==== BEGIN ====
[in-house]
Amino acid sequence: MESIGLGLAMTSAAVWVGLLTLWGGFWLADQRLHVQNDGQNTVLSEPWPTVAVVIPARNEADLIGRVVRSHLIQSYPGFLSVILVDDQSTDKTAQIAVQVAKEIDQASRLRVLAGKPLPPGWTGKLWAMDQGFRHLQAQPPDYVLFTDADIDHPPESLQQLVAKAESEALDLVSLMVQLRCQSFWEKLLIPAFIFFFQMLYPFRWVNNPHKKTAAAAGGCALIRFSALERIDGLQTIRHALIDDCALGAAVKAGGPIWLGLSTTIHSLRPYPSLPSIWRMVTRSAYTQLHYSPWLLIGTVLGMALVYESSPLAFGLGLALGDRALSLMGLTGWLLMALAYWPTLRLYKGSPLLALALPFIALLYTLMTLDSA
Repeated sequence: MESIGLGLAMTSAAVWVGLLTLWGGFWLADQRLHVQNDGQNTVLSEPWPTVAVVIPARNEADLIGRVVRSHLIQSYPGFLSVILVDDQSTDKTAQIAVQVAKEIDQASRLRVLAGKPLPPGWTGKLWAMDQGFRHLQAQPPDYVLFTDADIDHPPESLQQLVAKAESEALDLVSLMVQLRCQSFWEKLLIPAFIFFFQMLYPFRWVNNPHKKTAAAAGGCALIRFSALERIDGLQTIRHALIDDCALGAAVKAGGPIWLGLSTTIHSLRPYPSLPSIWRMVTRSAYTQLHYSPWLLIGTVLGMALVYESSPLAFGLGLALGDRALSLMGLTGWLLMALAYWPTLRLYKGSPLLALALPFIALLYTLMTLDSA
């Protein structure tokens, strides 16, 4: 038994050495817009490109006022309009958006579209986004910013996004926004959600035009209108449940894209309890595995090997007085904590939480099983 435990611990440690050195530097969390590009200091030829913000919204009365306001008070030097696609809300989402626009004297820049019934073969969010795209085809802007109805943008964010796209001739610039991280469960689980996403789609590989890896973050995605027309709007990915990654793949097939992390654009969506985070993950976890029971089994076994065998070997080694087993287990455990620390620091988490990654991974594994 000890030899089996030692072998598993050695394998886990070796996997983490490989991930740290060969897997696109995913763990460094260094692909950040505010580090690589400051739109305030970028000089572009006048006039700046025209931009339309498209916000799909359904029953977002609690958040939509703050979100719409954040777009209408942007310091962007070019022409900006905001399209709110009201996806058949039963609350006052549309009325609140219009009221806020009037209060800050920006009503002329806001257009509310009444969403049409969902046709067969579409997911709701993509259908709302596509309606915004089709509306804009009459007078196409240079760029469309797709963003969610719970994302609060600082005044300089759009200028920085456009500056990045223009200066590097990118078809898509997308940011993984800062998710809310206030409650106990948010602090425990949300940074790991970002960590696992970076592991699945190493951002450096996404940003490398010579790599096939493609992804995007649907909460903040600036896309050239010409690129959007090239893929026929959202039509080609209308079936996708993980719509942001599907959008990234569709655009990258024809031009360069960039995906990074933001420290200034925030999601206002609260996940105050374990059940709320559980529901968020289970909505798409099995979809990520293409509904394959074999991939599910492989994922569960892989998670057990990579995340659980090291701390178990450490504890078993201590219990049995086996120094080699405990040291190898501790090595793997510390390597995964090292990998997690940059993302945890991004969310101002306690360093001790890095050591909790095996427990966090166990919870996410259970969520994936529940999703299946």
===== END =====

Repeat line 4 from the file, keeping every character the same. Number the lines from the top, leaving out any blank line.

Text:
């Protein structure tokens, strides 16, 4: 038994050495817009490109006022309009958006579209986004910013996004926004959600035009209108449940894209309890595995090997007085904590939480099983 435990611990440690050195530097969390590009200091030829913000919204009365306001008070030097696609809300989402626009004297820049019934073969969010795209085809802007109805943008964010796209001739610039991280469960689980996403789609590989890896973050995605027309709007990915990654793949097939992390654009969506985070993950976890029971089994076994065998070997080694087993287990455990620390620091988490990654991974594994 000890030899089996030692072998598993050695394998886990070796996997983490490989991930740290060969897997696109995913763990460094260094692909950040505010580090690589400051739109305030970028000089572009006048006039700046025209931009339309498209916000799909359904029953977002609690958040939509703050979100719409954040777009209408942007310091962007070019022409900006905001399209709110009201996806058949039963609350006052549309009325609140219009009221806020009037209060800050920006009503002329806001257009509310009444969403049409969902046709067969579409997911709701993509259908709302596509309606915004089709509306804009009459007078196409240079760029469309797709963003969610719970994302609060600082005044300089759009200028920085456009500056990045223009200066590097990118078809898509997308940011993984800062998710809310206030409650106990948010602090425990949300940074790991970002960590696992970076592991699945190493951002450096996404940003490398010579790599096939493609992804995007649907909460903040600036896309050239010409690129959007090239893929026929959202039509080609209308079936996708993980719509942001599907959008990234569709655009990258024809031009360069960039995906990074933001420290200034925030999601206002609260996940105050374990059940709320559980529901968020289970909505798409099995979809990520293409509904394959074999991939599910492989994922569960892989998670057990990579995340659980090291701390178990450490504890078993201590219990049995086996120094080699405990040291190898501790090595793997510390390597995964090292990998997690940059993302945890991004969310101002306690360093001790890095050591909790095996427990966090166990919870996410259970969520994936529940999703299946």